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Five other things the State papers reveal

Every year, the release of State Papers around Christmas time draws a flurry of interest as stories that many may have forgotten resurface.

Some of the main stories to re-emerge have been covered elsewhere, but here are five other things we learned from this year’s archive release:

‘Barbara Love Dolls’

The Revenue Commissioners, the Department of Justice and the Attorney General’s Office all got worked up over imports of so-called “sex aids” in 1992 – but found there was nothing they could do to stop them. That August, the Revenue Commissioners raided a sex shop in Bray and seized pornographic magazines and videos, and what were described as “articles (vibrators etc)”. The magazines and videos could be confiscated as they were banned, but there was no law against the “sex articles”, which had to be returned to the owner. The following month, Revenue sought advice from the Department of Justice after discovering that the company involved was importing more “articles”, including a dozen “Barbara Love Dolls”, two dozen “Sex Bikinis”, two dozen “Girl Joy Vibe Kits”, and a half dozen “Big Mr Kelly Dolls”. Justice referred the matter to the Attorney General’s Office, which concluded that in the absence of legislation banning the manufacture and sale of “such goods”, any attempt to stop their importation would be illegal under European law. [2023/5/258]

French President Francois Mitterand, whom Charles Haughey admired

Gallic standards leave Haughey red-faced

Taoiseach Charles Haughey was a big fan of French president Francois Mitterrand and was very anxious to ensure that his visit to Ireland in February 1988 went without a hitch. So it came as a considerable embarrassment to discover that Irish facilities couldn’t live up to French standards. For starters, there was no armoured limousine to transport the president by road. Then it transpired that the Air Corps didn’t have the large helicopters required to transport Mitterrand and his party (the Irish offered to rent some helicopters, but the French said they’d supply their own). Finally, a visit to Newgrange couldn’t take place too late in the day, because Mitterrand was heading to UCD, and only Dublin Airport was equipped for a landing at night. The Irish side rather lamely suggested the party could drive instead of fly. Not quite what the president was used to – or what the taoiseach was expecting. [2023/47/3100]

Quickie divorces stymied

Newly released files from the Irish Consulate in New York reveal a novel reason for Irish tourism to the city – the hope for a divorce. Several women wrote to the consulate in the early 1980s asking if it was possible to obtain a divorce in New York, or a nearby state, during a brief stay and without having to establish residency. The consulate wrote back on each occasion saying it was not in a position to provide legal advice. But officials got more active when a query was passed on by a junior minister. A constituent had got in touch, worried that his wife “has gone to United States perhaps to seek a divorce without his knowledge”. After consulting legal experts, the consulate was able to advise that it was not possible to get a divorce without proof of efforts to get in touch with the other party to the proceedings. [2022/42/12]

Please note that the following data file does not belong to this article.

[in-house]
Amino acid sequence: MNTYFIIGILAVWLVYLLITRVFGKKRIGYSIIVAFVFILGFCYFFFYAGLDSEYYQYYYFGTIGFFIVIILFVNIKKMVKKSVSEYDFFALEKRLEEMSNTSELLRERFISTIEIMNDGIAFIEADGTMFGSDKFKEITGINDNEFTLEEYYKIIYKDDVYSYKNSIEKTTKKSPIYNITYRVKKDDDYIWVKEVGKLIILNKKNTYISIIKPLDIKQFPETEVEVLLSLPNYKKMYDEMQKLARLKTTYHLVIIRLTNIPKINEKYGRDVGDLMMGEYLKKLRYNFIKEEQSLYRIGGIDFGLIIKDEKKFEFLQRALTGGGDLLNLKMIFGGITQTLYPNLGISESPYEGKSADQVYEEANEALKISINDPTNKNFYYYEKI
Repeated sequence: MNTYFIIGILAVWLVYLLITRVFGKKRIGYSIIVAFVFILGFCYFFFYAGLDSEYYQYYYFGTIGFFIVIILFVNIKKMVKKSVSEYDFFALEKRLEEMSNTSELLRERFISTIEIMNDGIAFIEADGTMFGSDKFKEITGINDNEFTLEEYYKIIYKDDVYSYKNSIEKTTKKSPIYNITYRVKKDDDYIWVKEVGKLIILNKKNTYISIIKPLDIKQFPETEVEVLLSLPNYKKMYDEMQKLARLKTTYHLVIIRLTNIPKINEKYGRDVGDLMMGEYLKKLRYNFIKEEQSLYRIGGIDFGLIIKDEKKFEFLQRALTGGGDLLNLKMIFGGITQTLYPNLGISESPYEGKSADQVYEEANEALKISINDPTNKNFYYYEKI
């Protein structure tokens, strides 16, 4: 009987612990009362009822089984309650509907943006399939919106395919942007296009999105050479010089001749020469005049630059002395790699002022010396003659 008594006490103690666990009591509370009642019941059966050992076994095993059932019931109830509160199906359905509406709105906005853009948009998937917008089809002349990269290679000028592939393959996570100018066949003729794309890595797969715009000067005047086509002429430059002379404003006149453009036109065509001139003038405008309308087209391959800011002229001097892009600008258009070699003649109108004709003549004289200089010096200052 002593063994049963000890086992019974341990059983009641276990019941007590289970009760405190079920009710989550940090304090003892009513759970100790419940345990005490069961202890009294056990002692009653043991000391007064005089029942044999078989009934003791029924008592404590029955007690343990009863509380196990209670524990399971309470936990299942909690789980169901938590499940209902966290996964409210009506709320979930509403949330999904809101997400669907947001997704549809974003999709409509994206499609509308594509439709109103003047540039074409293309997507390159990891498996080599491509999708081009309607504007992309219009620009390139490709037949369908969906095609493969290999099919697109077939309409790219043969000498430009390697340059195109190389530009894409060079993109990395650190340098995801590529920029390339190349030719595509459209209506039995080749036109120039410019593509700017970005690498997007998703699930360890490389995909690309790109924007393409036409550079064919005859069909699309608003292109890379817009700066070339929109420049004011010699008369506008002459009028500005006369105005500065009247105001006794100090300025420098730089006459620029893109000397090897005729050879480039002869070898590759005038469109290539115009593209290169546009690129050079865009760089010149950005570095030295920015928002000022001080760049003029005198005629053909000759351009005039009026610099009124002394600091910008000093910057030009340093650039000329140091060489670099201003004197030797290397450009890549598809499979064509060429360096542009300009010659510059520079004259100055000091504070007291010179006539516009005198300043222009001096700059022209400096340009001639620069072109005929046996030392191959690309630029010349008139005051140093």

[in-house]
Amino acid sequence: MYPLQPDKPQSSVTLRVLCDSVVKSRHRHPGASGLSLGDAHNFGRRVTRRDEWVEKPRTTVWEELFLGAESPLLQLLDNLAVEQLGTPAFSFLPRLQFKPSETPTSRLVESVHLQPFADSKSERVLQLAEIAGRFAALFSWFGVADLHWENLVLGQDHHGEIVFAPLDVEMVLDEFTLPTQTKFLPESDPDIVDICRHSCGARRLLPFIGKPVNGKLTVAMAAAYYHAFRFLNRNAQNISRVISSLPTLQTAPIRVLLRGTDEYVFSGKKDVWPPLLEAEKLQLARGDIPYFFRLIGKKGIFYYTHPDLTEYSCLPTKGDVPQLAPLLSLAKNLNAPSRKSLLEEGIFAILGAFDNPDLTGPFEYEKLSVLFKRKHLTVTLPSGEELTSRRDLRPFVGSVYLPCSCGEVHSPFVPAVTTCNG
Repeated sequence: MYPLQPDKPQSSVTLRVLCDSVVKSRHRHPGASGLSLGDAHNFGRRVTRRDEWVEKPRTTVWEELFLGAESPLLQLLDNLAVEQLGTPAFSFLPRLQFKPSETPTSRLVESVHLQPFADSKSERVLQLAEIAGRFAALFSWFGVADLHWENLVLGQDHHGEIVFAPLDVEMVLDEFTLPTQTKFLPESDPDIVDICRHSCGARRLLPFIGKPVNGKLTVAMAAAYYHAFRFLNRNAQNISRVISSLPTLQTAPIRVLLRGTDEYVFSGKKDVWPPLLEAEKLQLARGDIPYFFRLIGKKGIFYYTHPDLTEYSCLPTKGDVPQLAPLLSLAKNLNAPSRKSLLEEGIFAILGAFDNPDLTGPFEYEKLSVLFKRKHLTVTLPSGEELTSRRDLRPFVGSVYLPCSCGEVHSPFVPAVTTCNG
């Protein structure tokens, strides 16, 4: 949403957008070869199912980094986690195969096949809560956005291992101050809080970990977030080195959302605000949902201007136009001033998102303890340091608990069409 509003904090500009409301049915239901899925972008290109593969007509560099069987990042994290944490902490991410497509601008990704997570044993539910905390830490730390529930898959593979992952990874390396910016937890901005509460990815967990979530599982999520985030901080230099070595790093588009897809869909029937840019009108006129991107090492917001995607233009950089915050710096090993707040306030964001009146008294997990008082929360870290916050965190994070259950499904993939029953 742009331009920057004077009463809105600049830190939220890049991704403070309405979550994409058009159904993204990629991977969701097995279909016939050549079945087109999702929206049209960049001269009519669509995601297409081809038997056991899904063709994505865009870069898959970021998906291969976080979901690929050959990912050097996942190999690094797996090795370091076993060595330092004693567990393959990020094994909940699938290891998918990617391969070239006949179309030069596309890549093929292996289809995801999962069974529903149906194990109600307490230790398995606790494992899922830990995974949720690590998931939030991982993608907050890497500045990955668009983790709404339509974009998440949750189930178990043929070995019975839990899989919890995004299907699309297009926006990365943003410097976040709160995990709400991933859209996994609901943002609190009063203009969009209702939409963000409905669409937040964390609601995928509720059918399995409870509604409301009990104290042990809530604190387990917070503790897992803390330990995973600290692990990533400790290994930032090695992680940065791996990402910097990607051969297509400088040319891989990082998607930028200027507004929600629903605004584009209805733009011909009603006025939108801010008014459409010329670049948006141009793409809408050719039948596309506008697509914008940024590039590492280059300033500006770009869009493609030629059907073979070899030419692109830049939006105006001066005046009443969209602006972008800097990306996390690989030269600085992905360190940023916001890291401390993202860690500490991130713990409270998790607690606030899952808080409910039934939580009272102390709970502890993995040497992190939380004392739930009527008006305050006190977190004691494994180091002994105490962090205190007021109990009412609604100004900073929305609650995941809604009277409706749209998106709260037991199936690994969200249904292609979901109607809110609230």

A dazzled diplomat

Mo Mowlam had a secret weapon in her role as northern secretary – a private jet owned by singer Chris de Burgh. A somewhat dazzled Irish diplomat got a lift on the plane in May 1998, and reported breathlessly back to Dublin that “the plane is a six-seater jet owned by the singer Chris de Burgh and leased by him to a private company that in turn leases it to the Northern Ireland Office”. Presumably the Northern Ireland Office decided in this case that it should pay the ferryman… [2022/45/423]

Queen Elizabeth visiting the English Market In Cork in May, 2011

‘Céad míle’ on the méar fada

The visit by Britain’s Queen Elizabeth to the Republic in 2011 was seen as a watershed in Anglo-Irish relations. Newly released records show that London had been keen on such a visit for over a decade before it happened, but that Dublin was much more cautious. A royal visit was suggested by the British Ambassador to Dublin as early as July 1998, shortly after the Good Friday Agreement and the ensuing referendums. At a later stage taoiseach Bertie Ahern told prime minister Tony Blair that such a visit could not happen before the next general election (which was held in 2002). Asked about a possible visit in November 2001, the Irish Ambassador to London, Daithí Ó Ceallaigh, replied that “we would wish to ensure that the Queen gets the best possible welcome and that we thought it would be best if the institutions in the North were bedded down and a bit more stable than at present to ensure that welcome”. [2022/45/435 and 2022/48/758]

By David McCullagh and Shane McElhatton


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